Time to delve into the archives and dig up some photos to use in the composition. Here we have (clockwise from the top right) the mudflats at Western-Super-Mare, two shots of the sky taken from the back seat of a car travelling along the A421 out of Bedford and the offshore windfarm in Clacton-on-Sea. I took all of these photos myself. Travelling around, visiting places, investigating, collecting images and textures is a huge part of the process. It may be that the images don’t find use for years, if ever, but when they do you immediately have memories attached that can’t help but inform your work.

Here’s the image with the photos collaged in. Quite encouraging. After a bit of thought I decided that there needed to be a pilot or some sort of figure in there. I could just paint a figure, but as this illustration is already very photographic I thought it would be more fun to get dressed up as a pilot and pose for some photos (any excuse!) A tripod and a camera with a self timer are all you need, oh, and maybe a flying jacket and a pair of Aviators!

Instant pilot! The more observant amongst you will have noticed that I’ve zoomed out a little and flipped the image, mainly to better position the helicopter and pilot. I also like the added benefit of the rotor blade leading the eye in from the top left. I’ve also started adding the dirt and grime needed to make the ‘copter look a bit more real and less toy like. Those big floats seemed a little naked so what better than some big white lettering… a nod to the old US Coast Guard Bell 47s here.

Lots and lots of weathering and detailing followed. Some of this was painted and some was collaged from photos of old rusty, rain streaked things. It’s important to think about why the dirt might be there though, for instance maybe there would be a rain streak directly under a particular feature as the water might collect and pool there.

More details! I’ve included some enlarged areas to better show them. Over on the left we have a nice little window sticker from the “StHelier Oceanographic Institute”. Over on the port side tail fin you can see the rivet heads and details of the text. I decided to give the chopper a name in this case “Green Ripper” from the John D McDonald Travis McGee novel I was reading at the time…it just seemed to fit. I purposely painted this as if the crew might have painted it on freehand. Above the name is another “StHelier Oceanographic” sticker (you can never have too many of these) and some numbers. I’m personally of the opinion that pretty much everything should have big numbers stencilled on the side, I’ve obviously watched too many episodes of Thunderbirds! The choice of the number “8” is a kind of in-joke, as concept artists often flip their images whilst painting so the number 8 is often used as it is symmetrical and therefore reads the same either way. It also looks nice and chunky in Eurostile, which, as everyone knows, is the typeface of the future. The reg number below the 8 is a date code and refers to the time that the image was created. The orange box at the bottom of the image shows some of the details of the flank and underneath. More date coding, a bit more grime and the name of the pilot, Captain V Gilles. Why this name? It’s a long story, but you’ve got this far, so I might as well go into it. It refers to something I heard on Stuart Maconie’s Radio 2 programme concerning listeners’ stories of mistakenly heard names. A little boy came home from school one day and excitedly announced to his parents that he had met “Vince Giles”. After a few questions his parents managed to work out that, in fact, the visitor to the school had been HRH Prince Charles! This has always tickled me as “Vince Giles” conjures up a much cooler character than Prince Charles (not that I have anything against the Prince, he seems like a nice chap). In yet another little twist I thought that “Giles” should be given a slightly more gallic flavour, so changed it to “Gilles”. All this for a few pixels on the side of an imaginary helicopter. Sometimes it’s like being trapped inside an episode of “3-2-1”.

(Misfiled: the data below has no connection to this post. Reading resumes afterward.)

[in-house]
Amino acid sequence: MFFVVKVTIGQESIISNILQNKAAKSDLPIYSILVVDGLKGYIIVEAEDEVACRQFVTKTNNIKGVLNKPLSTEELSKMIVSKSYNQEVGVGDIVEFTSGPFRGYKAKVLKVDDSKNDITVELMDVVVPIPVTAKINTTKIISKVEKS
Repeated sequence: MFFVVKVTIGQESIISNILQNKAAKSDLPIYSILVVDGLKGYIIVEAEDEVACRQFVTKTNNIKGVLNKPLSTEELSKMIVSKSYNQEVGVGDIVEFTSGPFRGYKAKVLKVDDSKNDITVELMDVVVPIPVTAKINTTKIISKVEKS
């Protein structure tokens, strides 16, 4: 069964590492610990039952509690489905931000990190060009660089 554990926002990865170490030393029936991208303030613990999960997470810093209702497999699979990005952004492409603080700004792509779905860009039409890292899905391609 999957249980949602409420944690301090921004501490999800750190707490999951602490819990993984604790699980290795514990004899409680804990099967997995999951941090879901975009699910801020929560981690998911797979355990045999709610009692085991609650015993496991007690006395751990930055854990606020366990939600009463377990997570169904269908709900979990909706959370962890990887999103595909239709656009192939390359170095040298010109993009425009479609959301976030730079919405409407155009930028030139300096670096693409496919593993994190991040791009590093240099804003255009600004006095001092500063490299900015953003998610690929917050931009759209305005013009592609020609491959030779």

A few more details, and voila, it’s finished. The title “Revolutions” seemed to work as a nod to the blades of the helicopter, the wind farm in the distance and the changing nature of man’s progress. Simple really.